Lawsuits and Warnings in the Wake of IVC Filter Injury Reports

by Staff | February 25th, 2015

Blood clots can be extremely hazardous to your health and can even lead to death. A device known as an inferior vena cava (IVC) filter has been developed as a way to reduce the chances of blood clots traveling to areas of the body that can result in a fatality—such as the lungs—but using these devices can present another set of risks to patients.

Numerous patients have reported suffering an IVC filter injury after the device was implanted in their body. Such injuries occur when the device breaks or migrates inside the body. Injuries that have been reported include pulmonary embolism, constant chest pain, respiratory distress, hemorrhaging, and perforation of the vessels, tissues, and organs.

These risks resulted in the U.S. Food and Drug Administration outlining a set of guidelines and warnings for the use of IVC filters, which are highlighted in an article released by Endovascular Today; however, many of those who have been harmed as the result of using IVC filters have filed lawsuits against the manufacturer of the product.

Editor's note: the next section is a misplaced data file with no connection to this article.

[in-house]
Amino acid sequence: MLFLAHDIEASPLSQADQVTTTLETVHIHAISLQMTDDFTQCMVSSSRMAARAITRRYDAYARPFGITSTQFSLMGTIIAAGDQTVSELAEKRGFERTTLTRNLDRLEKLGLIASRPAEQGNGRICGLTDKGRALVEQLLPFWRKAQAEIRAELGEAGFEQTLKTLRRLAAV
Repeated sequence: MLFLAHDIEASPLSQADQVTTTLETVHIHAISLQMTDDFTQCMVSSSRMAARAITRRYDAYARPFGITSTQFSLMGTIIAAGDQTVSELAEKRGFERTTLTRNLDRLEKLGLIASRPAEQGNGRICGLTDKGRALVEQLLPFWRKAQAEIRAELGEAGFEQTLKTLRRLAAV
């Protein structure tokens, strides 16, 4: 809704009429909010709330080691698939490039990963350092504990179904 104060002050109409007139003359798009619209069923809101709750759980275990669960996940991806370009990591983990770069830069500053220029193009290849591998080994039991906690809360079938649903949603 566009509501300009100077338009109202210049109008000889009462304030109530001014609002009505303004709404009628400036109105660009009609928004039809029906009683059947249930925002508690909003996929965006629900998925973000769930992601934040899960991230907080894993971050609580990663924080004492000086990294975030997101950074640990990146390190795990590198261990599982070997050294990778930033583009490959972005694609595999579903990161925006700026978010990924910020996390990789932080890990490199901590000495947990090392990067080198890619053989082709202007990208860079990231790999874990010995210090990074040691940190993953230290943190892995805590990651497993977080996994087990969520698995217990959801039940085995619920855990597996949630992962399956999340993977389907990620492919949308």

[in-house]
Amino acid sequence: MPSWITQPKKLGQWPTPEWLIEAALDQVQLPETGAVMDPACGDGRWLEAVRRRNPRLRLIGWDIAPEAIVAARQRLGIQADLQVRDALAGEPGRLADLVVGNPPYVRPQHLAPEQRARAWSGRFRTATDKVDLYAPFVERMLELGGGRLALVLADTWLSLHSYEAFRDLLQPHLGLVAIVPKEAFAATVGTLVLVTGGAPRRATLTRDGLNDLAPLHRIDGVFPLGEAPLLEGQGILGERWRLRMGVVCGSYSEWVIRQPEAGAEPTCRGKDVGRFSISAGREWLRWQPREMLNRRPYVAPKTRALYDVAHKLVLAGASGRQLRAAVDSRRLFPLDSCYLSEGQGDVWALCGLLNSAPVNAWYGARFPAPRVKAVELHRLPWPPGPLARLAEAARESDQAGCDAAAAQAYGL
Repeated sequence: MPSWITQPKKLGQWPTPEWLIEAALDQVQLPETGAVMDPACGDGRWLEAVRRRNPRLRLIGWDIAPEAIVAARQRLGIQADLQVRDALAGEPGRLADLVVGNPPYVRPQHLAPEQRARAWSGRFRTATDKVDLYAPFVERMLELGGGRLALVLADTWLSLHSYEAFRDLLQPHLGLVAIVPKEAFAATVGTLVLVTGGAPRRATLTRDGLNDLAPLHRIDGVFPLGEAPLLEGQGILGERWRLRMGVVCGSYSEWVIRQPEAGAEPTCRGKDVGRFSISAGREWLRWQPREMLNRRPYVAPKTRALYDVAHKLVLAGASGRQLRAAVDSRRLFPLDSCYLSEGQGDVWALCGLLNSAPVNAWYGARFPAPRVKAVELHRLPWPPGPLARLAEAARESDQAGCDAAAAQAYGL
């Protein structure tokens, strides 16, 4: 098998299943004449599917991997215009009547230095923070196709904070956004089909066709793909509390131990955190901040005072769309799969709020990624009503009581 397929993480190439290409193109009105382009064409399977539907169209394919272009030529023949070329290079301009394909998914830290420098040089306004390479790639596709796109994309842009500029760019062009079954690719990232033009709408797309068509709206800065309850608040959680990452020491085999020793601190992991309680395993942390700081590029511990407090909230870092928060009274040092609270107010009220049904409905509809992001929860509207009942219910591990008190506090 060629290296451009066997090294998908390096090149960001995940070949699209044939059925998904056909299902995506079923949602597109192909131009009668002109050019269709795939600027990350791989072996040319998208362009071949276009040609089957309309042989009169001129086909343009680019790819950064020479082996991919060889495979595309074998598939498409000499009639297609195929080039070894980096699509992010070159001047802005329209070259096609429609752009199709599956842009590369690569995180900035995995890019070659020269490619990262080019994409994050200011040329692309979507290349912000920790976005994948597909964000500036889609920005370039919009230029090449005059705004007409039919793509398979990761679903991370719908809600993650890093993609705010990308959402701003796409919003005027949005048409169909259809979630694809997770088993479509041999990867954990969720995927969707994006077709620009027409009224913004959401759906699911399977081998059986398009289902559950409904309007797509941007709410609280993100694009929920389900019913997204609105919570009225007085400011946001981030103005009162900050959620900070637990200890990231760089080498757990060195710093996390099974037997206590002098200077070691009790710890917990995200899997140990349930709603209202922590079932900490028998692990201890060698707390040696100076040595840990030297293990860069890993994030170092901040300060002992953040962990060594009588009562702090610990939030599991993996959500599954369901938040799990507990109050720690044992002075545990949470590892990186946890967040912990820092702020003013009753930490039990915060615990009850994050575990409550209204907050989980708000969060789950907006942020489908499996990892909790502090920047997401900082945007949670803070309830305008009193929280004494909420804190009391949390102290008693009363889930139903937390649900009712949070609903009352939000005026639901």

Settlements are beginning to be reached in these suits as well. Earlier this month, CR Bard—a company known for manufacturing IVC filters—reached a settlement for an undisclosed amount in damages with a Nevada man who was allegedly harmed by their product.

It can be extremely difficult to overcome the injuries that are caused by using a defective medical device. That’s why our attorneys at Fleschner, Stark, Tanoos & Newlin are hopeful settlements such as this one will bring closure to the victims who were injured.

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